Synucleinopathies are neurodegenerative disorders characterized by the progressive accumulation of α-synuclein (α-syn) in neurons and glia and include Parkinson’s disease (PD) and dementia with Lewy bodies (DLB). In this review, we consolidate our key findings and recent studies concerning the role of Toll-like receptor 2 (TLR2), a pattern recognition innate immune receptor, in the pathogenesis of synucleinopathies. First, we address the pathological interaction of α-syn with microglial TLR2 and its neurotoxic inflammatory effects. Then, we show that neuronal TLR2 activation not only induces abnormal α-syn accumulation by impairing autophagy, but also modulates α-syn transmission. Finally, we demonstrate that administration of a TLR2 functional inhibitor improves the neuropathology and behavioral deficits of a synucleinopathy mouse model. Altogether, we present TLR2 modulation as a promising immunotherapy for synucleinopathies.

    Show more full text
    Synucleinopathies are neurodegenerative disorders characterized by the progressive accumulation of α-synuclein (α-syn) in neurons and glia and include Parkinson’s disease (PD) and dementia with Lewy bodies (DLB). In this review, we consolidate our key findings and recent studies concerning the role of Toll-like receptor 2 (TLR2), a pattern recognition innate immune receptor, in the pathogenesis of synucleinopathies. First, we address the pathological interaction of α-syn with microglial TLR2 and its neurotoxic inflammatory effects. Then, we show that neuronal TLR2 activation not only induces abnormal α-syn accumulation by impairing autophagy, but also modulates α-syn transmission. Finally, we demonstrate that administration of a TLR2 functional inhibitor improves the neuropathology and behavioral deficits of a synucleinopathy mouse model. Altogether, we present TLR2 modulation as a promising immunotherapy for synucleinopathies.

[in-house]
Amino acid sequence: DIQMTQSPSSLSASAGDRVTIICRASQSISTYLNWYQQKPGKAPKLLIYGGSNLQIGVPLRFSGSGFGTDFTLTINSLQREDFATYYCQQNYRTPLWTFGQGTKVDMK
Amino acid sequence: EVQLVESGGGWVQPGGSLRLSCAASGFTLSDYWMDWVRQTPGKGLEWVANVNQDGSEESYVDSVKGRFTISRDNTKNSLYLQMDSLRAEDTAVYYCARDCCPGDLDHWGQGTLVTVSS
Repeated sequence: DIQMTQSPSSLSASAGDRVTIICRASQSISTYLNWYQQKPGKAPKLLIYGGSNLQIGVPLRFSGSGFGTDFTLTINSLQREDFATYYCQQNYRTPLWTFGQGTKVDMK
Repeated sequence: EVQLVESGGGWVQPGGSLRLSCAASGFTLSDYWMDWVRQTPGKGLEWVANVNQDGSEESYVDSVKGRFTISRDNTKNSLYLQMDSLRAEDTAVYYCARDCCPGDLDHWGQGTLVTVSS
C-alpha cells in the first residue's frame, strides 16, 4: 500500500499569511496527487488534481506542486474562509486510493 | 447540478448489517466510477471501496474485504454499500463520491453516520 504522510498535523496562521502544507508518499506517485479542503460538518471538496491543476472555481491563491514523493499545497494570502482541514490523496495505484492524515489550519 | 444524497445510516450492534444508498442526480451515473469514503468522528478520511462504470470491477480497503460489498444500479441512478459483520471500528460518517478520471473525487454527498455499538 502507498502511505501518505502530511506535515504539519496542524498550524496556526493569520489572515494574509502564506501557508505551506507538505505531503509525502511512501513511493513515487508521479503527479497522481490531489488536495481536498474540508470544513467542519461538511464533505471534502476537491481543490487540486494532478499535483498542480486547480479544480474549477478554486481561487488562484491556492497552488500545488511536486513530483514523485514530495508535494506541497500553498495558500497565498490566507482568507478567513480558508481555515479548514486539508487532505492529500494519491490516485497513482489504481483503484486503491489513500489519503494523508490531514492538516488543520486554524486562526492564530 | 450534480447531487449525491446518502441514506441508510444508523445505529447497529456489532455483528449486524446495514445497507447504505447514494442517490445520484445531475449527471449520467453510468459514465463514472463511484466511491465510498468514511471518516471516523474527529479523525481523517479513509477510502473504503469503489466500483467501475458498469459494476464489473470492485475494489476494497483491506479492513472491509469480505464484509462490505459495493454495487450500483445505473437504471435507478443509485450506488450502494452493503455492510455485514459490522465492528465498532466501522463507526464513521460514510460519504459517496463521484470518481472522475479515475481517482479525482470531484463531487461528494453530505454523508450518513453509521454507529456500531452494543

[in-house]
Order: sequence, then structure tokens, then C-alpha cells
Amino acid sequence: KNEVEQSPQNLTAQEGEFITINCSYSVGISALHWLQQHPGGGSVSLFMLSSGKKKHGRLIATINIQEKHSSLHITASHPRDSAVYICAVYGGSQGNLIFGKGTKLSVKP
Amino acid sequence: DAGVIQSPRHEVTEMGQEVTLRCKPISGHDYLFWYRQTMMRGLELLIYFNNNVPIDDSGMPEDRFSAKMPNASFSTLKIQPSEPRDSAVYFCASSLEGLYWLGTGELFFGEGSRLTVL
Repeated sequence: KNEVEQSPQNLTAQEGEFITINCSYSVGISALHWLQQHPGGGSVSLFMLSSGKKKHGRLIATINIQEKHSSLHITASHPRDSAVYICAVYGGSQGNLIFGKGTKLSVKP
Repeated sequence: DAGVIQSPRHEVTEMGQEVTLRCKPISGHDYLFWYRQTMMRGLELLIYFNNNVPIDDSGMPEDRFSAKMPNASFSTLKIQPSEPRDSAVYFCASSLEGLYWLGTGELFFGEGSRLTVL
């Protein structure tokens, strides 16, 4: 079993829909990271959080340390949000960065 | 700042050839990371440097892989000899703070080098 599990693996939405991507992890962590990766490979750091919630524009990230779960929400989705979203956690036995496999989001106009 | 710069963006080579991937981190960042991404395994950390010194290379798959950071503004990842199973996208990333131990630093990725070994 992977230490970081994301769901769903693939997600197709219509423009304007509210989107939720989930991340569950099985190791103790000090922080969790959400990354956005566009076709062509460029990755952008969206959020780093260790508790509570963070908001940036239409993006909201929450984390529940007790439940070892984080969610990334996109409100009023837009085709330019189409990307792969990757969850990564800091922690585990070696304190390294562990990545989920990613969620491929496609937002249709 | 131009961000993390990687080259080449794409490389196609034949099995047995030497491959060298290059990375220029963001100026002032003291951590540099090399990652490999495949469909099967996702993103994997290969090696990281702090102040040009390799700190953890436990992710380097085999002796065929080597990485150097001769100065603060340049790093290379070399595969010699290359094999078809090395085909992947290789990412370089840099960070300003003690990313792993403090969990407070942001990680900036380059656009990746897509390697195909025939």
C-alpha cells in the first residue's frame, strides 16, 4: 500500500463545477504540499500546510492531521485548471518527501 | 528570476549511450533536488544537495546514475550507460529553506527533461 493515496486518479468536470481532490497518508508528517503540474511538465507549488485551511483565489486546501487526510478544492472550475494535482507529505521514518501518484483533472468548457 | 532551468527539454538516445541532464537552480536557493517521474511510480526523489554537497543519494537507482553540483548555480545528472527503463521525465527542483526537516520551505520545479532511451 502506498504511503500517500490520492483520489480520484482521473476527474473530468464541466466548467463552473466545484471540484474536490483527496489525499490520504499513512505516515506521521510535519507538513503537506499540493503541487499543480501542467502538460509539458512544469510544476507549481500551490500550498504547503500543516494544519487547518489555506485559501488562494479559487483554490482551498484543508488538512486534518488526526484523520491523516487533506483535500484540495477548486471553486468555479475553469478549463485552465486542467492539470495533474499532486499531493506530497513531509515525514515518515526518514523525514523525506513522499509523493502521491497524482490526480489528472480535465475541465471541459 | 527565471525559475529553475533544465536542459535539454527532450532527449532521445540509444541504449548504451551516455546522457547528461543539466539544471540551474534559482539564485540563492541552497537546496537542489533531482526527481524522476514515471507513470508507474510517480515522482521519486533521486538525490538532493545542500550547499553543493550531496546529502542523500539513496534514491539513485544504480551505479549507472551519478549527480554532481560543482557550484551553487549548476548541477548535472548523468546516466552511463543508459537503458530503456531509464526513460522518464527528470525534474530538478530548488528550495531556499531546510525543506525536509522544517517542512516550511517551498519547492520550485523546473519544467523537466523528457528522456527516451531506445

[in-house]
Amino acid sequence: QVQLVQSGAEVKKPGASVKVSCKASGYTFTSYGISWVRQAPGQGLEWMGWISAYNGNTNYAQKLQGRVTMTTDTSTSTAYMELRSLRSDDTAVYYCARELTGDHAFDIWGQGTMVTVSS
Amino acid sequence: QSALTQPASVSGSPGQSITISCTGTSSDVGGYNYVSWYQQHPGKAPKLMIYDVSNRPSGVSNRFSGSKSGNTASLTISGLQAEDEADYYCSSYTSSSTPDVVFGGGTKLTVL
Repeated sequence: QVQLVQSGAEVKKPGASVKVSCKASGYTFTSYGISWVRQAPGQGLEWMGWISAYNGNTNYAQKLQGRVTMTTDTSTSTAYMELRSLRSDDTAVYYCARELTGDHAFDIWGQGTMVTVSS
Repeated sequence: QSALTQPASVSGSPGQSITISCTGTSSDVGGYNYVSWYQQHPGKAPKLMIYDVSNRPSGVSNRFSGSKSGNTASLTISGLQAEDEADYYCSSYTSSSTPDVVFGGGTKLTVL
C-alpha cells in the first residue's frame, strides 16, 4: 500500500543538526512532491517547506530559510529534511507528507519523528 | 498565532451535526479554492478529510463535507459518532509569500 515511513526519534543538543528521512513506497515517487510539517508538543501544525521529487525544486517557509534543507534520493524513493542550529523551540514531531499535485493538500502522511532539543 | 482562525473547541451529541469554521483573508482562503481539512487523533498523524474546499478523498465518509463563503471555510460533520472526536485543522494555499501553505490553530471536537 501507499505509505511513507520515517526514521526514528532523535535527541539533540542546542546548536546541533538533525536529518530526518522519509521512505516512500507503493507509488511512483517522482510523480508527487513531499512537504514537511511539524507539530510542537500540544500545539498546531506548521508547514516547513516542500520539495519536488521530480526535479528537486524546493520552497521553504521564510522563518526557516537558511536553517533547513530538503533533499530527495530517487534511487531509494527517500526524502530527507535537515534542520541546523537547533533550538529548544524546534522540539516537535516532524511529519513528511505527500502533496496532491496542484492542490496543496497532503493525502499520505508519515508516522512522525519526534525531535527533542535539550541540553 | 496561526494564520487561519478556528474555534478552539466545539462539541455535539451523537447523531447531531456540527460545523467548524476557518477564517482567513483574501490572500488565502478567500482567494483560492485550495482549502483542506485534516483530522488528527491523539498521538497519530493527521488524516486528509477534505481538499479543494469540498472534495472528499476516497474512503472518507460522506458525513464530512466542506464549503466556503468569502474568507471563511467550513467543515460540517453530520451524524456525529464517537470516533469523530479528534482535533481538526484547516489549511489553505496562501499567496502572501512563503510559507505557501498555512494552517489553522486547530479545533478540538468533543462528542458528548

Somin Kwon, Michiyo Iba, Eliezer Masliah and Changyoun Kim
  • Review Article | October 31, 2019

    Parkinson’s disease (PD) is the second most progressive neurodegenerative disorder of the aging population after Alzheimer’s disease (AD). Defects in the lysosomal systems and mitochondria have been suspected to cause the pathogenesis of PD. Nevertheless, the pathogenesis of PD remains obscure. Abnormal cholesterol metabolism is linked to numerous disorders, including atherosclerosis. The brain contains the highest level of cholesterol in the body and abnormal cholesterol metabolism links also many neurodegenerative disorders such as AD, PD, Huntington’s disease (HD), and amyotrophic lateral sclerosis (ALS). The blood brain barrier effectively prevents uptake of lipoprotein-bound cholesterol from blood circulation. Accordingly, cholesterol level in the brain is independent from that in peripheral tissues. Because cholesterol metabolism in both peripheral tissue and the brain are quite different, cholesterol metabolism associated with neurodegeneration should be examined separately from that in peripheral tissues. Here, we review and compare cholesterol metabolism in the brain and peripheral tissues. Furthermore, the relationship between alterations in cholesterol metabolism and PD pathogenesis is reviewed.